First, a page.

Frank Capra was perhaps the most renowned film-maker among the five (had already won three Best Director Academy Awards before the war) to foresee American war efforts. He rooted himself within a commonplace industry in Washington D.C. and modeled seven films (known as Why We Fight series) which partly borrowed from the raw propagandistic power of Leni Riefenstahl’s ‘Triump of the Will’ (1935) – the Hitler-worshiping documentary. Bouzereau and Harris never takes the easy route of providing sanitized assumptions on the ‘Five’s’ visionary propaganda films. It is pretty evident especially in the treatment of Capra’s celebrated yet jingoistic efforts. Capra and Ford’s dehumanizing portrayal of the Japanese (relating them to colony of ants or rounding them up as mad creatures with crooked eyes) speaks of the fascism built-into their methods while fighting the same. On the broader perspective, the documentary also touches upon the hypocrisy of designing internment camps for 110,000 Japanese living in the American soil. There’s lot of focus on Capra’s troubled or dual identity. He comes off as both heroic and insecure at the same time. In fact, career-wise, Capra faced very tough time after the end of the war. His career-best effort (It’s A Wonderful Life) was a big flop, which destroyed Capra’s intention to produce films without intervention of big Studio bosses. The ever-green Christmas classic itself is said to reflect Capra’s inquiry about his place in the postwar Hollywood (as del Toro says that George Bailey’s quest boasts ‘an existential quality’ similar to Capra’s).

William Wyler (center) with the crew of B-17 while shooting the documentary ‘The Memphis Belle’. This particular B-17 famous for being the first bomber to complete 25 combat missions over occupied Europe

For all the non-academic cinephiles, Five Came Back perfectly renews interest on the works of these five directors. The complex, sprawling 3 hour-plus output is never afraid to call out the artifice, bland judgments, and amateurishness of the ‘old Five’. Through this thorough, intricate approach, Five Came Back also becomes a fascinating examination of propaganda. How much of realism and truth is allowed in the war propaganda films? There’s the familiar, scripted narrative from War Department to make fighting appealable and heroic to the masses, cutting out nasty realism. Then, there’s the conflict within the five sensational Hollywood film-makers who truly wants to transform themselves to remain more as humanist observer rather than being the supervisor of staged battles. Amidst this conflict, there lies the contemplation on the nature, usefulness, and drawbacks of propagandist pieces.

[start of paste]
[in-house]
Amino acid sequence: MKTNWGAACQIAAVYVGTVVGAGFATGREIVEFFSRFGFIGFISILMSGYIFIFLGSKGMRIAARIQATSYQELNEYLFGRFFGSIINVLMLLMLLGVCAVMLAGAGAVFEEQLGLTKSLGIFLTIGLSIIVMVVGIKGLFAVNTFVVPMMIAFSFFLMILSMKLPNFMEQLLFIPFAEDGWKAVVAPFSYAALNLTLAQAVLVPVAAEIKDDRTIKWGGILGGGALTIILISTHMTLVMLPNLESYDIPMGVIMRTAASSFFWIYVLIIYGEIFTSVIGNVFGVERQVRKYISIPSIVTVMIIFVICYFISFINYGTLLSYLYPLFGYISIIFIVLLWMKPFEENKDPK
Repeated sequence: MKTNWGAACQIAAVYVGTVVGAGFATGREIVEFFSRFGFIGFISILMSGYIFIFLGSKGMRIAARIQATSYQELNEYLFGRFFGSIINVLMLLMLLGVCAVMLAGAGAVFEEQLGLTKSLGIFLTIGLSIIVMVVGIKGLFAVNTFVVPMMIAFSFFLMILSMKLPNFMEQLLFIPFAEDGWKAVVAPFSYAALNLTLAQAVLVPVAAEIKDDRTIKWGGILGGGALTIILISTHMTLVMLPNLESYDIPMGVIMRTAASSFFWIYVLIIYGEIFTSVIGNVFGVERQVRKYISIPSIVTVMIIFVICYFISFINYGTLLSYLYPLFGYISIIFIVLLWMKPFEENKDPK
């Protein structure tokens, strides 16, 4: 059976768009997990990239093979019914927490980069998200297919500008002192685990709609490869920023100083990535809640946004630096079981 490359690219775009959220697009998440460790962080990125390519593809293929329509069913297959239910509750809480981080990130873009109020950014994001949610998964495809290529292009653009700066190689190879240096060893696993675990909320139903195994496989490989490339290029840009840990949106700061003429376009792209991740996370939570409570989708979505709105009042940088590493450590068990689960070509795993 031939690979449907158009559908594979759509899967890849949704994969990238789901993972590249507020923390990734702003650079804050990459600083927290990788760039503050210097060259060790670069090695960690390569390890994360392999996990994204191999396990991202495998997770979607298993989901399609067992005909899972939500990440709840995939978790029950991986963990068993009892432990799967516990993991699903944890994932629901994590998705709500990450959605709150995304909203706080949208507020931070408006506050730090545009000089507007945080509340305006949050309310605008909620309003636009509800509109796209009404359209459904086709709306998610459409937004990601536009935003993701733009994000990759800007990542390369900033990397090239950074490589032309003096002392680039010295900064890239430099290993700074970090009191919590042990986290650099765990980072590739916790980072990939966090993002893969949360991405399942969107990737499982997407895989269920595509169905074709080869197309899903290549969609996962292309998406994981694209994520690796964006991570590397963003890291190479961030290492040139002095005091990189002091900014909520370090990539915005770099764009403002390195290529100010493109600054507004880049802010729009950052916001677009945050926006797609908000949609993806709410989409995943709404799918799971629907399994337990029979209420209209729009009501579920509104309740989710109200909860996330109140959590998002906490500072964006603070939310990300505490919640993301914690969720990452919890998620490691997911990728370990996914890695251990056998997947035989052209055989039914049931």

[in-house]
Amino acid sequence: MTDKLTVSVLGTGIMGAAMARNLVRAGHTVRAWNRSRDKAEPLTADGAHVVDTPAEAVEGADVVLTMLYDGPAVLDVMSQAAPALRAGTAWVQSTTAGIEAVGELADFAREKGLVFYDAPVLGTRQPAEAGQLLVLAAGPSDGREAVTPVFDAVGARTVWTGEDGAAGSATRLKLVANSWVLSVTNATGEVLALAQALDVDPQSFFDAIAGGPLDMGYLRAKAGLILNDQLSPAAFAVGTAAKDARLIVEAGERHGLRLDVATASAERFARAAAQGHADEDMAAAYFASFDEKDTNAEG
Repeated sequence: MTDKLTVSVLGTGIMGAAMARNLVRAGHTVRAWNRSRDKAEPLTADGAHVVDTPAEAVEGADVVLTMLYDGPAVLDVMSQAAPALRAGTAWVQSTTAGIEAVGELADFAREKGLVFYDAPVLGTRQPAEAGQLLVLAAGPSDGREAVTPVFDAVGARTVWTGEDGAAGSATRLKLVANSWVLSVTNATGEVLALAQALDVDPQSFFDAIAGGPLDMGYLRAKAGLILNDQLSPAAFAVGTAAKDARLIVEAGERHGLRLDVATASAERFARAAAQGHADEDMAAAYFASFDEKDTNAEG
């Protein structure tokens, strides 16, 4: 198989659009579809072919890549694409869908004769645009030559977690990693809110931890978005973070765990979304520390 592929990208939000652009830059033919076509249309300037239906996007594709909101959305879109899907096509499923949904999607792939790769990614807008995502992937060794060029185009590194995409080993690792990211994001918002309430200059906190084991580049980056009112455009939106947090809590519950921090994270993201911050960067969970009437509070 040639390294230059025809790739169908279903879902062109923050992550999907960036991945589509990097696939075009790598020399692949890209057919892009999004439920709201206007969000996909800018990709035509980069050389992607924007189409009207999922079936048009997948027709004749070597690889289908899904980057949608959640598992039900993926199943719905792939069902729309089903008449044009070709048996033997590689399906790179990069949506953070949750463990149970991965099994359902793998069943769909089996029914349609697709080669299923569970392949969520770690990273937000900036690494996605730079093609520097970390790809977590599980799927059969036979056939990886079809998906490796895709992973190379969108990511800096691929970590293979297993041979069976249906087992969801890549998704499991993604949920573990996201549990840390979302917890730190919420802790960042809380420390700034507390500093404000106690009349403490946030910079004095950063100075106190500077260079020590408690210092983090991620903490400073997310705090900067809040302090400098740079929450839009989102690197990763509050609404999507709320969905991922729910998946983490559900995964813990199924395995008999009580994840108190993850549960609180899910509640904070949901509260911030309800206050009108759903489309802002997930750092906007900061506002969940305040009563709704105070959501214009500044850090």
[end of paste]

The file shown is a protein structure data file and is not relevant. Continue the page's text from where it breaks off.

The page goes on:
The interviews are a treat to watch. Everyone from Spielberg to Kasdan, talks about their subjects in a humble, elaborate manner so as to broaden our knowledge on their respective subjects. Director Bouzereau has made the right decision to smoothly cut between each director’s perspective rather than dedicating five parts for five film-makers. At few occasions, the interviewees make an interesting comment on the directors not actually assigned to them. For example, Spielberg takes about his slight disappointment after discovering that Huston’s ‘The Battle of San Pietro’ was re-staged. While discussion about this particular war documentary, Spielberg adds, “I always wondered how Huston knew to turn the camera to the right when that guy fell on the ground”. Spielberg is recalling the staged-death of a soldier which was earlier believed to be real. Such little yet in depth perspectives brings extra layers of profundity to the subjects. Bourzereau and Editor Will Znidaric finds the perfect rhythm delivers the maximum impact while turning the narrative to be informative as well as engaging. The most opulent part of the documentary mini-series is the ending portion of each episode. During these sequences, there’s mish-mashed footage of the five guys’ war journey. In the third and last episode, the footage of the directors’ post-war films and the footage of their war documentaries are blended to deliver a moving tribute. Furthermore, Bouzereau carries an effective message for the mass public who without ignoring past atrocity must do their best to keep up the peace:  “There’s good in the world. And it’s wonderful” says the final Capra quotation.

George Stevens and his crew during the liberation of France

The incredibly moving and complex portrayal of extraordinary old-school American film-makers in Netflix’s Five Came Back — 195 minutes — will highly appeal to cinephiles. It’s an exploration of cinema’s unmitigated power to persuade the masses by alternately conveying brutal truths and instilling falsified notions.